Booklet Design

What is a booklet?

There are loads of different purposes for using a booklet. You might be issuing an informational newsletter about your company’s achievements in last financial year, or you might want to have a product catalogue to send to the most loyal clients. You might want to have a portfolio selection sporting those “the best of” you are so proud of, or maybe a family picture album with no less amount of pride in it. Are you a professional publisher issuing large volumes of posh magazines and hard cover books every month, or are you a self educated writer considering publishing your first novel using print on demand services. There are lots of different uses for a booklet and we are going to talk about that in detail later on, but there is the main common property for all the kinds – that is you have a lot of information to deliver and that needs a nicely created and assembled product.


Booklet structure

Although a regular magazine, catalogue or promotional booklet structure isn’t as strict and complicated as conventional hardcover multipage book, but it still follows similar pattern regarding main structural elements. Acknowledging and understanding this pattern makes much easier to manage information and deliver it conveniently to the reader.

Booklet cover

A cover is arguably the most important part of your booklet, it’s the first thing your potential reader sees and it might be the last if it doesn’t catch his attention to go on and check what’s inside. A booklet cover has four pages, which are called front outside, front inside, back inside and back outside covers. Some thick booklets and books also have a spine, which is the part you see then looking at a book stored in bookshelf. Then designing a booklet cover it’s very important to remember its main function – to get readers’ attention. That is, you have to show what this booklet is about and why a person, seeing it, definitely have to read it. So, obviously, a booklet title goes on the cover and maybe a small description of what’s inside, which could probably better go on the back cover, as front cover space might rather be used to put some attention grabbing picture. Space on inside cover could be used for anything from advertisement (usual practice for magazines) to just leaving it blank, especially for thicker booklets and books. Obviously these are very rough recommendations and every case should be discussed in detail separately. One thing to consider – even if you are producing a very simple booklet with black and white inside pages – splash out please on cover and make it in colour. Also covers usually are made of thicker stock than inside pages, sometimes even laminated. As they not only have to grab readers’ attention but also protect thinner and more vulnerable inside pages from wear and tear. Very nice effect can be achieved UV varnishing your booklet cover, which makes some parts (like a logo, picture or graphic shapes) look shiny.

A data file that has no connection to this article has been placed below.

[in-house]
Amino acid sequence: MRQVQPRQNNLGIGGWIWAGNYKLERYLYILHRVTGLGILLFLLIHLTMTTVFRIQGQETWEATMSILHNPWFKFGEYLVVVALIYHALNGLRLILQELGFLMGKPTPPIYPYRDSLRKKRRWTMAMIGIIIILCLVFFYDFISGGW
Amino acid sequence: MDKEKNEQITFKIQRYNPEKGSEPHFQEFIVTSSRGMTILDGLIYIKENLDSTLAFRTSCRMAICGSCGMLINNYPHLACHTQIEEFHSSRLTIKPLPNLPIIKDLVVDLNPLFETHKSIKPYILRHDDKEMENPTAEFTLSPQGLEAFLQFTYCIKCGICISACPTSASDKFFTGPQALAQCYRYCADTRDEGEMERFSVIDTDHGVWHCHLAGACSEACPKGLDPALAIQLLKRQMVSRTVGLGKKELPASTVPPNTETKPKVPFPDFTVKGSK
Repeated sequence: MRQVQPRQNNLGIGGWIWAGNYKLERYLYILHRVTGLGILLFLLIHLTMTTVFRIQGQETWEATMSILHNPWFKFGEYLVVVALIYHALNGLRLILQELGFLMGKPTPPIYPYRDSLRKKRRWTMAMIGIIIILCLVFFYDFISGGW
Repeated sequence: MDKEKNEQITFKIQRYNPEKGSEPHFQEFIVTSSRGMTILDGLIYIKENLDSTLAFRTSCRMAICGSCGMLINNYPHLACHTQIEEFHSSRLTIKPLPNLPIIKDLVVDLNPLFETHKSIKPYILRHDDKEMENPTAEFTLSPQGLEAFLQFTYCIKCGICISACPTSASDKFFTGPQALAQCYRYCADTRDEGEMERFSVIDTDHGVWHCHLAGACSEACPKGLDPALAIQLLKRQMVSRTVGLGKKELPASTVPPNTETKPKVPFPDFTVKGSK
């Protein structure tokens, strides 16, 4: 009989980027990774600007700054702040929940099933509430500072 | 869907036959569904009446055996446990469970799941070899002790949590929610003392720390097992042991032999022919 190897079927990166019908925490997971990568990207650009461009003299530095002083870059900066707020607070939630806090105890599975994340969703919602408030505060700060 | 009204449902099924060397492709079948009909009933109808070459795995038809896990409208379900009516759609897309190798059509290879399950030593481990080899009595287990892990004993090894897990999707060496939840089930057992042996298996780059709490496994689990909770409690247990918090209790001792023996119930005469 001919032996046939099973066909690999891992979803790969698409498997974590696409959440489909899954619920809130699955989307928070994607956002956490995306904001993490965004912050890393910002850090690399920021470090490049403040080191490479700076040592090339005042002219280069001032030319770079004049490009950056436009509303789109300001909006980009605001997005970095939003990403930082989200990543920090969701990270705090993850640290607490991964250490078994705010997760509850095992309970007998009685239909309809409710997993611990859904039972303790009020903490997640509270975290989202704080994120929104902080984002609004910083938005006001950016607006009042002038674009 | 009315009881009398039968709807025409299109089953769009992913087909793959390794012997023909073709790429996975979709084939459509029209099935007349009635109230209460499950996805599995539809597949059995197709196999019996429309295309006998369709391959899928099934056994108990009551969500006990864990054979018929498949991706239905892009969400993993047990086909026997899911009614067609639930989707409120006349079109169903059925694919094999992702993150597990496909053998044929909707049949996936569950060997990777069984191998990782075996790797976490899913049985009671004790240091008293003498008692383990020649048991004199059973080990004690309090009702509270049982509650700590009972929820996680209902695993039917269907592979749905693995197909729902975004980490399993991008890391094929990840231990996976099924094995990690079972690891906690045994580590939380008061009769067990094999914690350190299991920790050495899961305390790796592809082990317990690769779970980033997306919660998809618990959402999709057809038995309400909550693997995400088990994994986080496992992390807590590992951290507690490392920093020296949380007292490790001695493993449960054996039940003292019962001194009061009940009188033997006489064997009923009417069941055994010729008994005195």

Page numbering, table of contents and index

Numbering the pages not only has a practical function, but it also can be used to create a nice design pattern throughout the whole booklet, which gives a sense of consistency and solidity. Usually numbering starts on first inner page thus leaving left page of the spread for even numbers and right page for odd ones. It doesn’t matter which part of the page is used for page numbers so long as it is clearly separated from the main text. Sometimes it’s worth putting the title of the section of a booklet or the booklet title and addition number, date (for magazines) next to page number as it might be convenient for the reader. Table of contents usually goes in the beginning; let’s say first inner page or even front inside cover if you are tight on space. Table of contents usually is put at the end of designing a booklet, after layout of information on inner pages is approved.

Index is something used not only in thick scientific literature with lots of specific terms. It could come in very handy in your product catalogue too. Let’s say you are a retailer and you have a catalogue in which products are listed in the same way as they are stored in your brick and mortar store; that is by the categories of use (clothing, electrical, food). And if you put the alphabetical index of all the products at the end of your catalogue, directing reader to page numbers, it might be much easier to find the specific product they are looking for.

Booklet inner pages

Then compiling information and designing a booklet the main thing to remember is that the amount of inner pages has to divide by four. Therefore the total amount of pages has to be a number like 20, 24 or 28, but not like 22, 23 or 26. That is because of the nature of binding a booklet. It is easiest to understand if you think about the cover, it has four pages – front outside and inside and back outside and inside. So in the same manner every other sheet of paper in your booklet has the same four pages. It is good to understand this feature of booklet binding as that could save you some pennies then printing some pages in colour (let’s say with pictures) and some in black and white. These pages have to go in something called printers’ pairs, rather than readers’ pairs, so you have to consult your printer for more details.

The two pages which you see in an opened booklet are called a spread. The first spread consists of front inside cover and first inner page, the last spread is made of last inner page and back inside cover. Very nice effects can be achieved then designing booklet in spreads, like the symmetrical features of putting odd page numbers on left side of the page and even numbers on right side. Or, let’s say, if you are designing a product catalogue you could put product descriptions on left side and product pictures on right side.